BAROQUE / ROCOCO 1575 – 1770

In contrast to the Renaissance art, that favoured balance and clarity, in the Baroque era exaggeration in all points was measure of all things. The Baroque emerged from the Renaissance, the Rococo followed the Late Baroque. Expressing richness, splendour and thus power by means of art, the Counter-Reformation tried to get back the protestants. Initially, France was the center of Baroque art. The exuberance of the style and the splendor of the historic era were demonstrated by the construction of exuberant châteaux, such as the reconstruction of château Versailles under the absolute sovereign Ludwig XIV. After the Thirty Years' War an increasing building activity began. The trompe l'oeil illusionism was very popular, creating, for instance, the illusion of three-dimensional architectures on ceilings. The Baroque era also is famous for its erotic paintings. Women are in the focus of men's desire and are orchestrated accordingly. Spreading erotic frisson they pose nude or scandily dressed – Rubens and Rembrandt depicting them with voluptuous forms. No sexual activities are explicitely depicted, the artists trust in the imagination of the male viewers. This way of representation is continued in the Rococo style. The passive female nude is among the favorite motifs of the courtly art.[1] From the middle of the 17th century on the corset was en vogue, women immediately forced themselves into it. The fashion of this period reflects the exuberance of art, women representing themselves exuberantly with crinolines, white powdered faces, make up and periwigs. Women's activities still were mainly restricted to the house. From the 16th century on religious orders for women were founded and offered education for girls.[2]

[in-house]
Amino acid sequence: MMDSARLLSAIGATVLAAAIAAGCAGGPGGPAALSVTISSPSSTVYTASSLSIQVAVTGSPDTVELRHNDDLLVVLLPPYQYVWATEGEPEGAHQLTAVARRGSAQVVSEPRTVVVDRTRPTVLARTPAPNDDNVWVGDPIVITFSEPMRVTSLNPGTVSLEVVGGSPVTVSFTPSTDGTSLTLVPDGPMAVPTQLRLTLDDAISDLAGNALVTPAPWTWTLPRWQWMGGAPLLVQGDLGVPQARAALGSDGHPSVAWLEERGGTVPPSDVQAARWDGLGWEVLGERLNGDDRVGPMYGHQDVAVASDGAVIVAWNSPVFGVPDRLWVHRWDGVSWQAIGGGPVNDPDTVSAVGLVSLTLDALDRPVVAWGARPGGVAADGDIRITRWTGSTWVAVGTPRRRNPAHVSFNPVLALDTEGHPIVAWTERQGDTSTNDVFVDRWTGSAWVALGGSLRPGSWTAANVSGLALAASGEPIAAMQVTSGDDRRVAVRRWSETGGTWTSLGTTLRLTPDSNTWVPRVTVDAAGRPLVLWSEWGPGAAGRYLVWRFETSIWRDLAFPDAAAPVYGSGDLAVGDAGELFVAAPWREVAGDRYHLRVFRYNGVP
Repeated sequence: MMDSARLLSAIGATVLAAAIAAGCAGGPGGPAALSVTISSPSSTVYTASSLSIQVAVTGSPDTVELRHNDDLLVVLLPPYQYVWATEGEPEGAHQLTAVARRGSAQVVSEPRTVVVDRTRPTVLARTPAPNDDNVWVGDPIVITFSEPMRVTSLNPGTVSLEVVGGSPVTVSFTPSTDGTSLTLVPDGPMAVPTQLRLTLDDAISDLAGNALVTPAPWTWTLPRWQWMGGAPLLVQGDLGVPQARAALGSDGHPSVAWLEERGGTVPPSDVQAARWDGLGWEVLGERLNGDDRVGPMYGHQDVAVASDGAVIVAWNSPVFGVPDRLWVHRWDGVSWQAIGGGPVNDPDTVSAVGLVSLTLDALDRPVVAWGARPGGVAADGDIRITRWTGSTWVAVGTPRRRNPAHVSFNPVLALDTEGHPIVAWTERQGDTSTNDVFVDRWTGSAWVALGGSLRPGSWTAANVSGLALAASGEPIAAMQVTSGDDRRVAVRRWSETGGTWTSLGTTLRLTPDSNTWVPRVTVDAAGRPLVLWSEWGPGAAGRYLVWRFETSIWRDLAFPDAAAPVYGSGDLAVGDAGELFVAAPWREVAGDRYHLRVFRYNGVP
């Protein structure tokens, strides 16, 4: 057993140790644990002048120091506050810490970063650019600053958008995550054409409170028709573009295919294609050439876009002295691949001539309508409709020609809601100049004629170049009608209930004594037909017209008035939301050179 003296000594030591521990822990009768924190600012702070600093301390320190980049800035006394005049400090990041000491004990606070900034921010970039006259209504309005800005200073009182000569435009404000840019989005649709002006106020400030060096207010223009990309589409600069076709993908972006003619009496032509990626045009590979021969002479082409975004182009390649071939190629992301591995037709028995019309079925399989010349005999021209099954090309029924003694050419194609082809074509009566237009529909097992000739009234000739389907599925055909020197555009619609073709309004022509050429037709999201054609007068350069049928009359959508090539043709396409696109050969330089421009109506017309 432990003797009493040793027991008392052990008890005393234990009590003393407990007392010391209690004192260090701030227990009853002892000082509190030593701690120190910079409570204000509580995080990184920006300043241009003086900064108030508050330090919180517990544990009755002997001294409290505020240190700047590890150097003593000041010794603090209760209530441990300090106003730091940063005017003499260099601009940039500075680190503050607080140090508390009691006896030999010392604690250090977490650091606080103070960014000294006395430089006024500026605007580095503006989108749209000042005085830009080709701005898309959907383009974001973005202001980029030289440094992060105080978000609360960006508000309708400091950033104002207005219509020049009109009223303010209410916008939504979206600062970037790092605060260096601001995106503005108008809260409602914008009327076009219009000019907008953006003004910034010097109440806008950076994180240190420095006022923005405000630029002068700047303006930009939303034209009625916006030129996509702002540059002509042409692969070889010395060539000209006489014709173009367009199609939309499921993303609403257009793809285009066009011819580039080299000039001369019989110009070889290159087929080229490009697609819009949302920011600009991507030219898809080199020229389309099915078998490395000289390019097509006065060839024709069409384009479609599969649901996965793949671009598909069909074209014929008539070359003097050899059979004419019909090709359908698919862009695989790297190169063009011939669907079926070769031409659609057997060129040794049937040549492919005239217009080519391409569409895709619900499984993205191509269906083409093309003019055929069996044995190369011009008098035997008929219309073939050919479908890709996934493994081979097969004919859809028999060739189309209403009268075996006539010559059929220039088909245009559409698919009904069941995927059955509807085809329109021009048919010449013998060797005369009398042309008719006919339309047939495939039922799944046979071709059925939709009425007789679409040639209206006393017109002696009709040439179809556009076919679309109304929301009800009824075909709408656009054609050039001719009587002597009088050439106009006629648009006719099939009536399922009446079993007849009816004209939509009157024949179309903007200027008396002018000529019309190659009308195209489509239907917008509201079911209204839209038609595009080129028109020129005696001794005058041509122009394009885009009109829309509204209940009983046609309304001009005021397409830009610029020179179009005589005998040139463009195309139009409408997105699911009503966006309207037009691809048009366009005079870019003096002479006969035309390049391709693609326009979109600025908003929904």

13-37-Joseph und Potiphars Frau Rembrandt-Vorsch  13-38-Die drei Grazien Rubens-Vorsch  13-39-Danae Rembrandt-Vorsch